Along St. Lawrence in Que­bec, where the river is a sea of tran­quil­ity

Winnipeg Free Press - Section F - - TRAVEL - By Calvin Wood­ward

SAINTE-FLAVIE, Que. — The St. Lawrence River in Que­bec is like a pas­toral paint­ing along most of its length, wild in so many places, gen­tly set­tled in oth­ers — a sea of tran­quil­ity for the spirit no mat­ter how rough the wa­ters or dark the sky.

You can pick your peace here. The choices are end­less, from the out­skirts of Mon­treal to Land’s End in the Gaspe Penin­sula some 960 kilo­me­tres away. Which side of the river is bet­ter? Which, on of­fi­cial lists of Que­bec’s most beau­ti­ful vil­lages, is fairest of them all? There are no right an­swers.

But on this grand can­vas, here’s one vi­brant brush stroke, about 80 kilo­me­tres long, where you can find soli­tude by the wide wa­ter, nat­u­ral beauty all around, art that melds into the land­scape, mem­o­rable sun­sets and some pretty great bagels if the man who makes them hap­pens to be around when you roll into his drive­way.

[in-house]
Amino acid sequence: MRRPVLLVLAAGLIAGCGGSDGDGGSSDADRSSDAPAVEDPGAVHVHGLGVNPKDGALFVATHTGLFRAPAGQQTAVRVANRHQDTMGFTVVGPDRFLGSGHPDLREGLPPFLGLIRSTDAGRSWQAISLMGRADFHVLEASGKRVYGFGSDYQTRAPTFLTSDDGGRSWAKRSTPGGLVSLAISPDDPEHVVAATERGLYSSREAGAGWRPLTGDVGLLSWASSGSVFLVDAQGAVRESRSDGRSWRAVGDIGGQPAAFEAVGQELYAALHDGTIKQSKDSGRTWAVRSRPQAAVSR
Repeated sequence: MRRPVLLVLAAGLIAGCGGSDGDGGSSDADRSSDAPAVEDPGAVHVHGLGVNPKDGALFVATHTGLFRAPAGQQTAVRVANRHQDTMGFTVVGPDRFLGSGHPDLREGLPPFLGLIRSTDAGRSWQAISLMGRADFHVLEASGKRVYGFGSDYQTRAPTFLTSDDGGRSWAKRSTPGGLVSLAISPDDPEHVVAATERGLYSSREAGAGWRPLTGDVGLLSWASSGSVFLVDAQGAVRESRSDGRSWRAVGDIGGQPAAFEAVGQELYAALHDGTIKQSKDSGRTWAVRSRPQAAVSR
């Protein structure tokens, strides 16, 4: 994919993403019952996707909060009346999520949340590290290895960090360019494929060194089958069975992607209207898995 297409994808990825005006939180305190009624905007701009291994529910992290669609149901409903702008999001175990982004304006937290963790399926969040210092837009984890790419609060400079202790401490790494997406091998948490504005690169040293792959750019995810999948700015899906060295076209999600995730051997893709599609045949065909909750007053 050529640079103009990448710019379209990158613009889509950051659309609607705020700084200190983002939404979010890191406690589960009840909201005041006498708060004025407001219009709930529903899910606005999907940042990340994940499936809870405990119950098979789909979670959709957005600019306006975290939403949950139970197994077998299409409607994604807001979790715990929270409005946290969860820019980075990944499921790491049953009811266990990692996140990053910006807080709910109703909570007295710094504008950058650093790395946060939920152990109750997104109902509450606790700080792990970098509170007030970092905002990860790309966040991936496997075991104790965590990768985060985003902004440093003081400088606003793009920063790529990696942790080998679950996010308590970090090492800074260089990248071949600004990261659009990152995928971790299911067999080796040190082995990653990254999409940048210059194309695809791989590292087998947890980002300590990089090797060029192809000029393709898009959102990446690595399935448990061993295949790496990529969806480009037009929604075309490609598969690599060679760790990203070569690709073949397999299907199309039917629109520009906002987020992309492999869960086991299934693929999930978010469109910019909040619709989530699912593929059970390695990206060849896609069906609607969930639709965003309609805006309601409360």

This stretch runs, as the river flows, from Saint-Simon nearly three hours east of Que­bec City to Grand-Metis at the edge of the Gaspe.

Some high­lights: THE GAR­DENS

In Que­bec’s too-short sum­mer, na­ture goes bonkers: bril­liant flow­ers ev­ery­where, ex­plod­ing in the wild, dress­ing up ev­ery street in ev­ery vil­lage.

Les Jardins de Metis, also known as Re­ford Gar­dens, is a half-day’s di­ver­sion or more, com­bin­ing tra­di­tional man­i­cured gar­dens with an edgy, whim­si­cal se­ries of sculp­tures and art in­stal­la­tions.

One of the most popular is among the sim­plest: Mak­ing Cir­cles in the Wa­ter, by New York City ur­ban land­scape artist Diana Bal­mori.

A se­ries of walk-through cir­cles look­ing out on the river, like an over­sized tele­scope, the in­stal­la­tion in­vites seren­ity-seek­ers to stroll through — but not re­ally to dig for deeper mean­ing.

“There is noth­ing that you need to re­mem­ber about this,” Bal­mori says in a video about it, “just to look, and see how a land­scape looks, from dif­fer­ent an­gles.” THE INN

In Sainte-Flavie, 15 min­utes away, the Gagnon fam­ily of artists runs an inn and art cen­tre (Cen­tre d’Art Mar­cel Gagnon) with cozy, well-ap­pointed

CAL WOOD­WARD / THE AS­SO­CI­ATED PRESS

Mar­cel Gagnon’s ghostly stat­ues stretch out into the St. Lawrence River, in Sainte-Flavie, Que.The Gagnon fam­ily of artists runs an inn and gallery of their work in the vil­lage at the edge of Que­bec’s Gaspe­sie re­gion.

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